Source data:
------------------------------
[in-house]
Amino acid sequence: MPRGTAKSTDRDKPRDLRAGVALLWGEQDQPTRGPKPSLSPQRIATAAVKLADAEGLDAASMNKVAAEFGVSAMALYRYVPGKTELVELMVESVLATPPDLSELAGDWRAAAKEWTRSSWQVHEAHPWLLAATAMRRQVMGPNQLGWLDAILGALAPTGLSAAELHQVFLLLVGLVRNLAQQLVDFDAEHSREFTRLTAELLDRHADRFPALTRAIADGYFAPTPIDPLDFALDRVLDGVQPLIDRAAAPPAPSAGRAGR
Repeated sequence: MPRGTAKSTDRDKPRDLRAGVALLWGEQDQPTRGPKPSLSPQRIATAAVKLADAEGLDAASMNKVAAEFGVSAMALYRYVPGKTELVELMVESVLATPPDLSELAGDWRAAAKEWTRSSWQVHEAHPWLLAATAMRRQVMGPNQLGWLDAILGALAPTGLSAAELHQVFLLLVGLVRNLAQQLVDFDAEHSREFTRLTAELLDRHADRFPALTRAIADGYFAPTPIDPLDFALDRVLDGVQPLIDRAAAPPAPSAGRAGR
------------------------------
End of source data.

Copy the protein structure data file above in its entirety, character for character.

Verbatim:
[in-house]
Amino acid sequence: MPRGTAKSTDRDKPRDLRAGVALLWGEQDQPTRGPKPSLSPQRIATAAVKLADAEGLDAASMNKVAAEFGVSAMALYRYVPGKTELVELMVESVLATPPDLSELAGDWRAAAKEWTRSSWQVHEAHPWLLAATAMRRQVMGPNQLGWLDAILGALAPTGLSAAELHQVFLLLVGLVRNLAQQLVDFDAEHSREFTRLTAELLDRHADRFPALTRAIADGYFAPTPIDPLDFALDRVLDGVQPLIDRAAAPPAPSAGRAGR
Repeated sequence: MPRGTAKSTDRDKPRDLRAGVALLWGEQDQPTRGPKPSLSPQRIATAAVKLADAEGLDAASMNKVAAEFGVSAMALYRYVPGKTELVELMVESVLATPPDLSELAGDWRAAAKEWTRSSWQVHEAHPWLLAATAMRRQVMGPNQLGWLDAILGALAPTGLSAAELHQVFLLLVGLVRNLAQQLVDFDAEHSREFTRLTAELLDRHADRFPALTRAIADGYFAPTPIDPLDFALDRVLDGVQPLIDRAAAPPAPSAGRAGR